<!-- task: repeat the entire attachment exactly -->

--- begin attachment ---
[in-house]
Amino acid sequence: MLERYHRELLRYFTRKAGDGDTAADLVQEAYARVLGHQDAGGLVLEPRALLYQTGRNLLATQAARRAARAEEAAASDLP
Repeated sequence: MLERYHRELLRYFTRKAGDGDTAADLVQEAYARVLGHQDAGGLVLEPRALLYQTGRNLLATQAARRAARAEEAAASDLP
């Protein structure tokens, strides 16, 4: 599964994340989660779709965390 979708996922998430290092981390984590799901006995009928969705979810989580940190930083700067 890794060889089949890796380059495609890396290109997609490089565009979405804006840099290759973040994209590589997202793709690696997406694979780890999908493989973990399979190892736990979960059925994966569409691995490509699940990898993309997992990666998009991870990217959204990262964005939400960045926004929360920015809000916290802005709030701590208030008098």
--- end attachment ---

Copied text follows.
[in-house]
Amino acid sequence: MLERYHRELLRYFTRKAGDGDTAADLVQEAYARVLGHQDAGGLVLEPRALLYQTGRNLLATQAARRAARAEEAAASDLP
Repeated sequence: MLERYHRELLRYFTRKAGDGDTAADLVQEAYARVLGHQDAGGLVLEPRALLYQTGRNLLATQAARRAARAEEAAASDLP
């Protein structure tokens, strides 16, 4: 599964994340989660779709965390 979708996922998430290092981390984590799901006995009928969705979810989580940190930083700067 890794060889089949890796380059495609890396290109997609490089565009979405804006840099290759973040994209590589997202793709690696997406694979780890999908493989973990399979190892736990979960059925994966569409691995490509699940990898993309997992990666998009991870990217959204990262964005939400960045926004929360920015809000916290802005709030701590208030008098």